I never had any natural ability in relation to music. I moved here from Hawaii, where I’d been for two years,” he says. “But before that, I was in Minneapolis for a year. Before that, I was in L.A. for, like, seven years, and then before that, I grew up here [in Minnesota] and never really left.”
It’s no coincidence that the first single off Maus’ outstanding new album, Screen Memories (Oct. 27, Ribbon Music), is a symphonic dirge called “The Combine”—Maus lives in farm country, land with no discernible border, just heartland coordinates like the longitudes and latitudes of open water. There are fields of bio-manufactured crops incensed with glyphosate-based herbicide labeled with the neon logos of agribusiness superpowers. But there’s also the odd hobby farm, organic co-ops, an oscillating horizon of wind turbines jutting otherworldly from corn and soybean. There are the Amish, cantering highway-side in their buggies. And there’s John Maus, the polarizing and hermetic rocker, eschewing both coasts for his hometown.
“I love picking up friends from L.A. or whatever,” he says, “and driving [out] here. They’re like, ‘Where the fuck am I?’ You know, it’s a long drive with no freeways. Really the only shortcoming or compromise you have to make—in order to hear the wind blowing in the grass and see all these little flowers and feral farm cats and all that stuff—is you’re never going to be mixing it up with people, you know, doing what you’re doing, professionally, or being able to challenge yourself on that level.”
I look out the window, trees nodding in the refracted light. A goat bleats on cue. I ask how he deals with the isolation.
“Well, I enjoy it,” he says. “It’s the whole romance of solitude. But, really, the first three years after I was done touring and retired back here, there was never any shortage of things to occupy my mind. You know what I mean?”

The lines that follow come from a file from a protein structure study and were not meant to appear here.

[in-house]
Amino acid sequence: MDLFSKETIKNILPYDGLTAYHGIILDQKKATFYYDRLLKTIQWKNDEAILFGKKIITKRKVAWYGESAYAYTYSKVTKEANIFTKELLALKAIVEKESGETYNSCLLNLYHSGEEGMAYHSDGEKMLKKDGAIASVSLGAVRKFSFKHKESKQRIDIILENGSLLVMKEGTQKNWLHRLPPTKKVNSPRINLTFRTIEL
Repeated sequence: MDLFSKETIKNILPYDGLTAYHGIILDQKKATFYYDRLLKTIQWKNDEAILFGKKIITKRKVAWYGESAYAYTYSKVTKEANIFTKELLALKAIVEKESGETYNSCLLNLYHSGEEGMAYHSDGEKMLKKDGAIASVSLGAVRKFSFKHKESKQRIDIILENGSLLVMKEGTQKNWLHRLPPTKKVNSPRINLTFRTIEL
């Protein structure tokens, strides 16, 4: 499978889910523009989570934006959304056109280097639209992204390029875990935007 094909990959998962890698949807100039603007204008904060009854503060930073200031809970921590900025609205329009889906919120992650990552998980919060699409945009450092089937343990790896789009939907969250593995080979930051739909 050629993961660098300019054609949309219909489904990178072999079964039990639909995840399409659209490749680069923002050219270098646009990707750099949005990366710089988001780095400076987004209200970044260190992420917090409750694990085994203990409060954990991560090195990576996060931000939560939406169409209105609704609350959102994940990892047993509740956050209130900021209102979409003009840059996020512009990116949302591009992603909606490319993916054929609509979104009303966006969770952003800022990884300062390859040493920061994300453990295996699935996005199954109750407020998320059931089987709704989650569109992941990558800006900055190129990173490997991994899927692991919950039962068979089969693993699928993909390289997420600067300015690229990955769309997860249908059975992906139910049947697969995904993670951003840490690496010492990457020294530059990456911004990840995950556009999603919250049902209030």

On the table between us, there’s a DVD for Bruno Mattei’s 1988 science fiction-action-horror flick Robowar (Tomatometer unavailable), a PlayStation controller and a large stack of sheet music. To my left: a wall of philosophy books behind a piano. This is a guy who, over the next three months, will tour five states and 13 countries. An “endearingly bookish” guy who was tapped by Pitchfork to compile a listicle of his favorite things, and, under the prompt “Last Great Book I Read,” answered, “These questions are difficult because they’re part and parcel with a situation that would define us as a list of cultural commodities we’ve consumed. This is a very banal idea.” John Maus is a 37-year-old academic who studied philosophy at the European Graduate School in Switzerland and earned his doctorate in political philosophy from the University of Hawaii, and is now living in a cabin on a farm in rural Minnesota creating some of the most innovative and surprising music out there.
When he says, “You know what I mean?” it isn’t rhetorical filler—he actually wants to know if you know what he means.
After a few years collaborating with close friend and former CalArts schoolmate Ariel Pink, Maus released Songs in 2006 (tracks like “And Heaven Turned to Her Weeping” and “Forever and Ever and Ever,” with their warbling synths and doomsday bass lines, sound like Vangelis scoring Liquid Sky); in 2007, he released Heaven Is Real (a little funkier, a little tinnier, but “The Silent Chorus” knocks the wind out of you; it’s devastating); 2011’s We Must Become the Pitiless Censors of Ourselves (title culled from French philosopher Alain Badiou’s “Fifteen Theses on Contemporary Art”) saw Maus’ first real commercial success (“Cop Killer” is far more menacing than Body Count’s notorious 1992 call to arms, but it’s also somehow funny; “Hey Moon” is a study in pop perfection; and “Quantum Leap” is an anxiety-inducing synth freakout); and, finally, Maus released A Collection of Rarities and Previously Unreleased Material the following year (masterful songs spanning from 1999 to 2010, many of which Maus himself had to track down on the Internet). This year, we get “a career-spanning six-album box set,” including the aforementioned plus two new albums, Screen Memories and Addendum. His music is methodical, vaguely mathematical (Maus, from the German mûs, meaning “mouse,” which is funny considering the cats), at times spastic and unhinged, consistently sweeping, cinematic and beautiful.